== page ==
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Every Sunday, as night begins to fall on Coriano, a flame ignites and burns in memory of Marco Simoncelli for 58 seconds. Grand prix motorcycle racing is the process of turning fire into speed. The combustion of fuel and air in the engine and the fire in the heart of a rider willing to risk everything... to win.
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Let me start with a premise: I am an Italian and a huge fan of Valentino Rossi (will get back to this later).
It is not easy to make a film with six protagonists, but the attempt was absolutely successful, and indeed a more-than-2-hour long film was needed in order to cover their stories thoroughly.
This film is so good that in my opinion it deserves an Oscar. It is unfair, though, that just because of the subject (racing) this documentary will probably not even receive a nomination. I bet technically horrible documentaries, but with a more popular subject, will make the nominees. "Amy", for instance, which is interesting obviously because of Amy Whinehouse, who I love as an artist, but the documentary is just a collection of footage edited with no meaning or apparent order and without conveying any message. "Hitting the Apex", instead, is film writing at its best, interesting as a watching a fiction movie. The first and last parts of the film are pure poetry. Music is a killing and builds up the tension in tremendous ways. Great is the idea of having an actor (Brad Pitt) narrating the movie. It makes a huge difference.
The brilliant idea of this documentary of focusing on these six pilots made me grow huge respect for all of them indistinctly.
I have seen the fights between them, the many times they sent each other to hell, but I have also seen tremendous respect for one another. A couple of examples: Pedrosa sincerely pay tribute to Simoncelli, Rossi tipping the hat for Marquez and saying he is a hell of a pilot (in very positive terms).
These are men that love what they do. They do it despite the risks that racing such fast bikes may bring. They do it because it's passion that drives them, reason why I totally respect Stoner's retire decision. He made very valid points and we should really reflect on the fact that though more TV appearances, more camera view angles, and press coverage, made this show more enjoyable to us, they are also taking away something from them and their life beyond riding their bike.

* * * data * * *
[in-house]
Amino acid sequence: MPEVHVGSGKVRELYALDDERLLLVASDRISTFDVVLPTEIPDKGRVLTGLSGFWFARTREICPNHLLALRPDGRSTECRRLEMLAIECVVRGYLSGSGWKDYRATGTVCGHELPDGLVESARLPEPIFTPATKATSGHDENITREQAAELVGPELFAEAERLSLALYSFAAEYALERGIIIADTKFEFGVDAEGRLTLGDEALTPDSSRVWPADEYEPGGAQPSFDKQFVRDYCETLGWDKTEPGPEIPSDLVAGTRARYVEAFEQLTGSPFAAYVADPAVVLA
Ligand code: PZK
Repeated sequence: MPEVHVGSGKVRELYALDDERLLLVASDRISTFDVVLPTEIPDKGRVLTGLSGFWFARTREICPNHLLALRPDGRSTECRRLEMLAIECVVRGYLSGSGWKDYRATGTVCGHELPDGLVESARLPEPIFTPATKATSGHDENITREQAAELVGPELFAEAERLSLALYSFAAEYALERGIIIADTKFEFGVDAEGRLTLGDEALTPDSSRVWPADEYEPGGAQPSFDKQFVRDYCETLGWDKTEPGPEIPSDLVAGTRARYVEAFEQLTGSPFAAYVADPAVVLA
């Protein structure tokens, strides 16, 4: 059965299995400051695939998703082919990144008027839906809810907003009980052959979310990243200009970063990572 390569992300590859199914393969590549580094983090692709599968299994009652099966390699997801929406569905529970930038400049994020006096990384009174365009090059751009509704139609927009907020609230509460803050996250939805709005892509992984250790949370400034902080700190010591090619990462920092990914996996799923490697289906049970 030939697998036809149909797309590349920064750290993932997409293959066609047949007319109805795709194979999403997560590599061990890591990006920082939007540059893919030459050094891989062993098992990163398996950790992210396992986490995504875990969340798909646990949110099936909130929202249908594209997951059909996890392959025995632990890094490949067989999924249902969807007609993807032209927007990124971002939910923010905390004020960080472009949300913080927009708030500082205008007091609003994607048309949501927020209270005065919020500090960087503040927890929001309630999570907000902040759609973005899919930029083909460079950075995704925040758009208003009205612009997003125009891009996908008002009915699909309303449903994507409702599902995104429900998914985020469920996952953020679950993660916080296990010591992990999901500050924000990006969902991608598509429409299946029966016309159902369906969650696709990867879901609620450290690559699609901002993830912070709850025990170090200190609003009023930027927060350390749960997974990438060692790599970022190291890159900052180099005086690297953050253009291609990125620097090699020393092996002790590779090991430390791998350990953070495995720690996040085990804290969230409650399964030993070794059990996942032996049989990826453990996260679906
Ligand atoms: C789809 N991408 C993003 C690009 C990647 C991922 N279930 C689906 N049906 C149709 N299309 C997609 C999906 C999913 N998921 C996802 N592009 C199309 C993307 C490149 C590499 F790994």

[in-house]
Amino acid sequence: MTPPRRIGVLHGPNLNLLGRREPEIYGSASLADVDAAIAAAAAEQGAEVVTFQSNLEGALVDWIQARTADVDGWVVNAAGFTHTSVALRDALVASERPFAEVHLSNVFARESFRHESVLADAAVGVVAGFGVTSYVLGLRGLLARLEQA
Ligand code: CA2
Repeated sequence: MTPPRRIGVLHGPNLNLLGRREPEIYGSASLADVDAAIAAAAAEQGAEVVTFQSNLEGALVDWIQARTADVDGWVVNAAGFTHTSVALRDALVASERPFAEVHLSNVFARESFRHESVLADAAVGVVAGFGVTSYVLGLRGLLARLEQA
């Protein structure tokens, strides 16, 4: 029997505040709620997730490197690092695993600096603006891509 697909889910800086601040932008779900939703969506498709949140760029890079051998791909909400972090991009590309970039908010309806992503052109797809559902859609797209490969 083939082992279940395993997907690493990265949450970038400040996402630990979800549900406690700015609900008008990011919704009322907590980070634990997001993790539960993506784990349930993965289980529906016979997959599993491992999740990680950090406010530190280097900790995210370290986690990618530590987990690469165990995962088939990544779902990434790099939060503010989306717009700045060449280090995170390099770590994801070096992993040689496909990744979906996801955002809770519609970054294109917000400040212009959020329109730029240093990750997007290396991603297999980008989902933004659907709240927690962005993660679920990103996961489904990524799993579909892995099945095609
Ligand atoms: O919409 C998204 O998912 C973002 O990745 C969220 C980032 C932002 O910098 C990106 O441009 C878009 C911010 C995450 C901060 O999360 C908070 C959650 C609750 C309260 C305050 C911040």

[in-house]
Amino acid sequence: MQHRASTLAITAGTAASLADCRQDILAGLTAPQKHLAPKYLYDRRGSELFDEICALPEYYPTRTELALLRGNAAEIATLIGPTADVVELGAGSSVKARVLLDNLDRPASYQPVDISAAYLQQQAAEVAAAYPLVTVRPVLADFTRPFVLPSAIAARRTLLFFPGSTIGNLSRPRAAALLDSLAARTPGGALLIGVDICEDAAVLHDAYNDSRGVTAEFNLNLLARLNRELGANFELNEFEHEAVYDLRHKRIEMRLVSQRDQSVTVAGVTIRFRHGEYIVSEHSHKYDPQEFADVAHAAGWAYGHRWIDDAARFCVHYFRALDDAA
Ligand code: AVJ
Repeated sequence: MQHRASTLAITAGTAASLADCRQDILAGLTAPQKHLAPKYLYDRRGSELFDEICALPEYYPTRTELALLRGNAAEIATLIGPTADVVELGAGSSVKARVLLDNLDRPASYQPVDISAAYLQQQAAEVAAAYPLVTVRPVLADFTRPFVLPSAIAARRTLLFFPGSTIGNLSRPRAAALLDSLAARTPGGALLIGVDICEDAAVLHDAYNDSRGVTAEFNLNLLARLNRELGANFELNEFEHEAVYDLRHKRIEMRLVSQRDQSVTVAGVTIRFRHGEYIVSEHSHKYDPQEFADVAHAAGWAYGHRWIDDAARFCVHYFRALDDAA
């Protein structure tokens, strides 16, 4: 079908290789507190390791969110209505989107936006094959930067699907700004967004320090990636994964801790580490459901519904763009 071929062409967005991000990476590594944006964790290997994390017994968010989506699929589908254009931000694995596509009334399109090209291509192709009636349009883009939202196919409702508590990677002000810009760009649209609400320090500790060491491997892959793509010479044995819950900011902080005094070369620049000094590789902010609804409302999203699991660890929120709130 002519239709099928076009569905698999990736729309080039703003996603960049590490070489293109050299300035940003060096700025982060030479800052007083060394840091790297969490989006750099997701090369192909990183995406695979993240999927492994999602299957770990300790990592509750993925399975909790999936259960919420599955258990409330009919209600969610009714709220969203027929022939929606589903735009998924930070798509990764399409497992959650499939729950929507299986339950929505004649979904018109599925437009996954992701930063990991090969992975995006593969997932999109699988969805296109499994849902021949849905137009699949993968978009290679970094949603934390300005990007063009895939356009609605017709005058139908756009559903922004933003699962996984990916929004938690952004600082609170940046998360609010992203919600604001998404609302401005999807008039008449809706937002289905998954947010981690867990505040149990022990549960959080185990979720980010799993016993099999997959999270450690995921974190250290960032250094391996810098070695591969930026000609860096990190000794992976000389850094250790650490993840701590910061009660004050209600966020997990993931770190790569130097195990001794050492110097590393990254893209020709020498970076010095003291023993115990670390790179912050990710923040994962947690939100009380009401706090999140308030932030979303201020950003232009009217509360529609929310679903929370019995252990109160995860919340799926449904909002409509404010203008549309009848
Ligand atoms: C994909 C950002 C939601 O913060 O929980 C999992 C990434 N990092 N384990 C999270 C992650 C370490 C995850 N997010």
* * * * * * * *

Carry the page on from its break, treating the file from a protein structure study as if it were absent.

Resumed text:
Now, going back to my premises and the title of this post... Needless to say I was very disappointed when Rossi lost the 2015 championship because Marquez decided that he had to attack him in all possible ways in that penultimate race. We were all very angry at Marquez here in Italy and easily dismissed his racing style as a deliberate act of helping Lorenzo win the championship. After watching this documentary, I feel I owe, not all, but at least some apologizes to Marquez. He is a very fast rider who goes at maximum speed regardless of the context or whether the points he earns make any difference. Marquez is a biker that runs very fast even when the practice session is over. A man that takes down even his own teammate. All this to say that, sure, his riding style is often outrageous and dangerous to the others, but he is young and does it all the time regardless. Therefore, I am certain there was no combine between the Spanish riders. And I am not even sure at this point, after seeing the friction between Lorenzo and Marquez, Pedrosa and Marquez, that Marquez would want Lorenzo to win just because they are both Spanish.
Therefore, I wish Marquez all the best for his career and hope he will be the next Valentino Rossi. Meantime, I have grown to be a huge fan of Lorenzo thanks to this documentary. He has appeared to me as a true professional of this sport. Meantime, however, I would like Rossi to win one more championship before his retirement.
Good luck to all of them (not just these 6 pilots) and thank you so much for all the fun they make us have every other Sunday.
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